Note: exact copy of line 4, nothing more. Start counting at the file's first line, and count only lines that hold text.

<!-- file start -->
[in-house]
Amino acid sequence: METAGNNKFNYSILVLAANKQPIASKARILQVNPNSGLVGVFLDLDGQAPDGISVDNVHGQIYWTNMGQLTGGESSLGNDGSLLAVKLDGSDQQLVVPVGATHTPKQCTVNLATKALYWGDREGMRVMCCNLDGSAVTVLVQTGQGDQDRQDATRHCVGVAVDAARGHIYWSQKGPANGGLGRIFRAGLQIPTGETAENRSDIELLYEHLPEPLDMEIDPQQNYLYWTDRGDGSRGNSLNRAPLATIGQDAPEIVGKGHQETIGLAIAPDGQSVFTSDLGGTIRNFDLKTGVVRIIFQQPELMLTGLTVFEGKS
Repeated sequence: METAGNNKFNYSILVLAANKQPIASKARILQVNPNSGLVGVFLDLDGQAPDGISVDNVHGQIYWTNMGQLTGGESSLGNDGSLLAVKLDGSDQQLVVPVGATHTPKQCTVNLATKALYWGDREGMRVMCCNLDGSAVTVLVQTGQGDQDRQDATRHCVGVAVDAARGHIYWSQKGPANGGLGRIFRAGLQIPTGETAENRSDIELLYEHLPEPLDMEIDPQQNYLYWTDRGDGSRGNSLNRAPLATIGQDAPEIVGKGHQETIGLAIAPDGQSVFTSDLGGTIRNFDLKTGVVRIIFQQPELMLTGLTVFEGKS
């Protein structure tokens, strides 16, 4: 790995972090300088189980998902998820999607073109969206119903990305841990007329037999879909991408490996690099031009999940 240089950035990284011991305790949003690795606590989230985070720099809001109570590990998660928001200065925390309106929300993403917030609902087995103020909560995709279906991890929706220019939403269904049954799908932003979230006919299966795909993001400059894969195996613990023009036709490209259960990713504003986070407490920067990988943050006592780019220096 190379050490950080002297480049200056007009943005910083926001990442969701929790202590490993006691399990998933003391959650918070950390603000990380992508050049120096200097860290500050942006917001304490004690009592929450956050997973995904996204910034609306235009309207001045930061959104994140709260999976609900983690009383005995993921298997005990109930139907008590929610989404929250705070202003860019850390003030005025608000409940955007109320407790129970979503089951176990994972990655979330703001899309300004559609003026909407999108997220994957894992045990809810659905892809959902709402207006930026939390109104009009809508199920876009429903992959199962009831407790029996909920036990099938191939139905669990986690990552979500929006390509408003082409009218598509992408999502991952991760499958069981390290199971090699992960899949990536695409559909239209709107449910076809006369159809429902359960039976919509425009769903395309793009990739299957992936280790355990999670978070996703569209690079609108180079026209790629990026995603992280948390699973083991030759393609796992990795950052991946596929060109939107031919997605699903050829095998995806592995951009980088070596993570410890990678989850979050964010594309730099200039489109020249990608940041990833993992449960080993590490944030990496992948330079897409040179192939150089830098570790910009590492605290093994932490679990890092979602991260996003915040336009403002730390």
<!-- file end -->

């Protein structure tokens, strides 16, 4: 790995972090300088189980998902998820999607073109969206119903990305841990007329037999879909991408490996690099031009999940 240089950035990284011991305790949003690795606590989230985070720099809001109570590990998660928001200065925390309106929300993403917030609902087995103020909560995709279906991890929706220019939403269904049954799908932003979230006919299966795909993001400059894969195996613990023009036709490209259960990713504003986070407490920067990988943050006592780019220096 190379050490950080002297480049200056007009943005910083926001990442969701929790202590490993006691399990998933003391959650918070950390603000990380992508050049120096200097860290500050942006917001304490004690009592929450956050997973995904996204910034609306235009309207001045930061959104994140709260999976609900983690009383005995993921298997005990109930139907008590929610989404929250705070202003860019850390003030005025608000409940955007109320407790129970979503089951176990994972990655979330703001899309300004559609003026909407999108997220994957894992045990809810659905892809959902709402207006930026939390109104009009809508199920876009429903992959199962009831407790029996909920036990099938191939139905669990986690990552979500929006390509408003082409009218598509992408999502991952991760499958069981390290199971090699992960899949990536695409559909239209709107449910076809006369159809429902359960039976919509425009769903395309793009990739299957992936280790355990999670978070996703569209690079609108180079026209790629990026995603992280948390699973083991030759393609796992990795950052991946596929060109939107031919997605699903050829095998995806592995951009980088070596993570410890990678989850979050964010594309730099200039489109020249990608940041990833993992449960080993590490944030990496992948330079897409040179192939150089830098570790910009590492605290093994932490679990890092979602991260996003915040336009403002730390």